All foreign nationals seeking to enter the United States on a visa will soon have to provide their social media accounts to screen out national security threats.
The State Department will begin mandating that foreign nationals seeking any visa to the U.S. including all employment, nonimmigrant, tourist, business, and student, visas to disclose their social media accounts if they are on social media, according to Trump administration’s latest immigration directive.
Should a visa applicant lie that they do not have social media accounts when in fact they actually do, a State Department official said they would become eligible for a permanent visa ban to the U.S.
The agency’s initiative to increase screening measures of the more than 1.2 million legal immigrants that are admitted to the country every year is part of an executive order signed by the president in 2017, with a senior White House official calling the new rule a “critical step forward in establishing enhanced vetting of foreign nationals.”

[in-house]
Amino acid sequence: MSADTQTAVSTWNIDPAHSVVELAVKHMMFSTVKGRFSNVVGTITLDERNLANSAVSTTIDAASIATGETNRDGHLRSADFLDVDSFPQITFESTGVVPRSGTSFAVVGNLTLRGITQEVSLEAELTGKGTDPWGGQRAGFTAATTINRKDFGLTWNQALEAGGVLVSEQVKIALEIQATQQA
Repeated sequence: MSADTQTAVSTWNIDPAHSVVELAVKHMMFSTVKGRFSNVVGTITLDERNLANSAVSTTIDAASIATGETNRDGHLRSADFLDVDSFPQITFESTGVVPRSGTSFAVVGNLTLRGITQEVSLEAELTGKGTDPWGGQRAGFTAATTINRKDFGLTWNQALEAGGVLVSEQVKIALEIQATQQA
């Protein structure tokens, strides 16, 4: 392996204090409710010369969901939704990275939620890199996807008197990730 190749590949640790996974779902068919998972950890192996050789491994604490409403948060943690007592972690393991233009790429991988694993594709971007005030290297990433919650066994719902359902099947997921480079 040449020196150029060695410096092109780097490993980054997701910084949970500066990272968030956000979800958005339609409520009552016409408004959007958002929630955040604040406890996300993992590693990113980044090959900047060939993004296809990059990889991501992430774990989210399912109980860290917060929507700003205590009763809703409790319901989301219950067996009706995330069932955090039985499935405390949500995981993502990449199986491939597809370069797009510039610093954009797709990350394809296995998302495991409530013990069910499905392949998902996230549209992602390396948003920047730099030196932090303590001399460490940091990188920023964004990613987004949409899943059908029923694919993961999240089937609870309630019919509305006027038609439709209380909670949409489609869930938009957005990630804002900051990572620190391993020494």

“As we’ve seen around the world in recent years, social media can be a major forum for terrorist sentiment and activity,” the senior official told Breitbart News. “This will be a vital tool to screen out terrorists, public safety threats, and other dangerous individuals from gaining immigration benefits and setting foot on U.S. soil.”
The lack of mandatory social media disclosure for foreign nationals seeking visas to the U.S. first came to the forefront following the December 2015 Islamic terrorist attack in San Bernardino, California, when two terrorists murdered 14 people.
One of the terrorists, Tashfeen Malik, was able to enter the U.S. as a legal immigrant through the K-1 visa after State Department officials failed in three background checks to catch the Pakistani national’s social media posts in which she gushed over jihad.